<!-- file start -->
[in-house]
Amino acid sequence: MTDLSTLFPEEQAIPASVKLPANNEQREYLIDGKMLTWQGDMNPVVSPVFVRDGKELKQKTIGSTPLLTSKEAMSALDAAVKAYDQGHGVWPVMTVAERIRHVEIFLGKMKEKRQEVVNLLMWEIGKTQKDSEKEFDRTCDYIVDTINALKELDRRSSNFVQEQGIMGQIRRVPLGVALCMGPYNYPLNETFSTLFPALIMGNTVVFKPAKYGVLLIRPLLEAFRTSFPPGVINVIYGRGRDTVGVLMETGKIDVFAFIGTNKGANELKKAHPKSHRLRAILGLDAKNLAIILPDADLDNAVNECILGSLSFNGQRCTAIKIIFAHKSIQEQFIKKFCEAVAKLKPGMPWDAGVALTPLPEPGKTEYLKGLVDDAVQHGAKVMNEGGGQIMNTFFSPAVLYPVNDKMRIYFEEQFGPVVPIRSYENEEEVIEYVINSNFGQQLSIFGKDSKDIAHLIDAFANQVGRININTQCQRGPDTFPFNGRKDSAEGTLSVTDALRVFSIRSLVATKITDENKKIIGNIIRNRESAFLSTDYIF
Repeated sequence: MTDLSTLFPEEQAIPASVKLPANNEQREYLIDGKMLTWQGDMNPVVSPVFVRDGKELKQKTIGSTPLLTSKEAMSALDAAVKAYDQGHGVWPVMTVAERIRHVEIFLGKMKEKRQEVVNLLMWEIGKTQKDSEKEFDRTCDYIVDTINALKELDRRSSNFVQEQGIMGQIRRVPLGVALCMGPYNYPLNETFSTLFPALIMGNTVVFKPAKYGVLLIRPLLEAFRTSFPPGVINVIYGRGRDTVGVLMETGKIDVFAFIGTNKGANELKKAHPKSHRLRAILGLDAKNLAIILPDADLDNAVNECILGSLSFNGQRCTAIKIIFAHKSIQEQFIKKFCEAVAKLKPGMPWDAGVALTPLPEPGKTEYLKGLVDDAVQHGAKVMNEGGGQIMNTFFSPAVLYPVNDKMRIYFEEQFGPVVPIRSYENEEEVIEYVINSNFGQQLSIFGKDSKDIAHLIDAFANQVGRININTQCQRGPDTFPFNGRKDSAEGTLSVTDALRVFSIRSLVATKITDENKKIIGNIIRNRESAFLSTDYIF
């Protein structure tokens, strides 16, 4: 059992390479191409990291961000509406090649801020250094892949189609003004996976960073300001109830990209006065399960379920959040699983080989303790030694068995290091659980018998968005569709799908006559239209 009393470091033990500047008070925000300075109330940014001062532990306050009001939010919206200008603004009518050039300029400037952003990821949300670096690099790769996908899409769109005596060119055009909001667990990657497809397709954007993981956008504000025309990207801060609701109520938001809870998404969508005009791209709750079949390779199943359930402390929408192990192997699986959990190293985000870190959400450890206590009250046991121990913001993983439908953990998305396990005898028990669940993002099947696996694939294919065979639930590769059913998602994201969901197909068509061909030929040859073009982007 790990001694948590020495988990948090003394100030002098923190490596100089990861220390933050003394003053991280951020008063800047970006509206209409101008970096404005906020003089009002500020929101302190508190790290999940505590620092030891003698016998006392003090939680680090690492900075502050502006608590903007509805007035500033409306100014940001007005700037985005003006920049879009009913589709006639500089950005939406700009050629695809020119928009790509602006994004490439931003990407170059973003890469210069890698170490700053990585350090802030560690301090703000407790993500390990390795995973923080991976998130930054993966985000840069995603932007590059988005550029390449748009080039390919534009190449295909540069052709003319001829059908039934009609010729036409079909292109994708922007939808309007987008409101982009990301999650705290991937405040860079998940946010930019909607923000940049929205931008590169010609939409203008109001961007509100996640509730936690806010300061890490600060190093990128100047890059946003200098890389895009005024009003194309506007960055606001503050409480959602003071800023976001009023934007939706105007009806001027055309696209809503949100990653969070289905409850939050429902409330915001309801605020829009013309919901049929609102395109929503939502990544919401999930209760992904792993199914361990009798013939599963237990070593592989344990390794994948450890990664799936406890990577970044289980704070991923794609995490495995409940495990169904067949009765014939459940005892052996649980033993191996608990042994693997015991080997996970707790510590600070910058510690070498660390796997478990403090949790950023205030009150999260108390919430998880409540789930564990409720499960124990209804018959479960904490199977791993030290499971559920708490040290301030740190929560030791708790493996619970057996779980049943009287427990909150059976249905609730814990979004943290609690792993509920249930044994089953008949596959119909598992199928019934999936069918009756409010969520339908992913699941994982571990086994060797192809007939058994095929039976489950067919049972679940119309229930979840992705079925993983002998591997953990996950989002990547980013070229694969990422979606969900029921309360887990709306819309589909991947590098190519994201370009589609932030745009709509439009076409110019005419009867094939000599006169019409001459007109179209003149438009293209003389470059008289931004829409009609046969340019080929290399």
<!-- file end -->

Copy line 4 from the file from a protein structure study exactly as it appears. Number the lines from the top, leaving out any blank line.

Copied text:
């Protein structure tokens, strides 16, 4: 059992390479191409990291961000509406090649801020250094892949189609003004996976960073300001109830990209006065399960379920959040699983080989303790030694068995290091659980018998968005569709799908006559239209 009393470091033990500047008070925000300075109330940014001062532990306050009001939010919206200008603004009518050039300029400037952003990821949300670096690099790769996908899409769109005596060119055009909001667990990657497809397709954007993981956008504000025309990207801060609701109520938001809870998404969508005009791209709750079949390779199943359930402390929408192990192997699986959990190293985000870190959400450890206590009250046991121990913001993983439908953990998305396990005898028990669940993002099947696996694939294919065979639930590769059913998602994201969901197909068509061909030929040859073009982007 790990001694948590020495988990948090003394100030002098923190490596100089990861220390933050003394003053991280951020008063800047970006509206209409101008970096404005906020003089009002500020929101302190508190790290999940505590620092030891003698016998006392003090939680680090690492900075502050502006608590903007509805007035500033409306100014940001007005700037985005003006920049879009009913589709006639500089950005939406700009050629695809020119928009790509602006994004490439931003990407170059973003890469210069890698170490700053990585350090802030560690301090703000407790993500390990390795995973923080991976998130930054993966985000840069995603932007590059988005550029390449748009080039390919534009190449295909540069052709003319001829059908039934009609010729036409079909292109994708922007939808309007987008409101982009990301999650705290991937405040860079998940946010930019909607923000940049929205931008590169010609939409203008109001961007509100996640509730936690806010300061890490600060190093990128100047890059946003200098890389895009005024009003194309506007960055606001503050409480959602003071800023976001009023934007939706105007009806001027055309696209809503949100990653969070289905409850939050429902409330915001309801605020829009013309919901049929609102395109929503939502990544919401999930209760992904792993199914361990009798013939599963237990070593592989344990390794994948450890990664799936406890990577970044289980704070991923794609995490495995409940495990169904067949009765014939459940005892052996649980033993191996608990042994693997015991080997996970707790510590600070910058510690070498660390796997478990403090949790950023205030009150999260108390919430998880409540789930564990409720499960124990209804018959479960904490199977791993030290499971559920708490040290301030740190929560030791708790493996619970057996779980049943009287427990909150059976249905609730814990979004943290609690792993509920249930044994089953008949596959119909598992199928019934999936069918009756409010969520339908992913699941994982571990086994060797192809007939058994095929039976489950067919049972679940119309229930979840992705079925993983002998591997953990996950989002990547980013070229694969990422979606969900029921309360887990709306819309589909991947590098190519994201370009589609932030745009709509439009076409110019005419009867094939000599006169019409001459007109179209003149438009293209003389470059008289931004829409009609046969340019080929290399």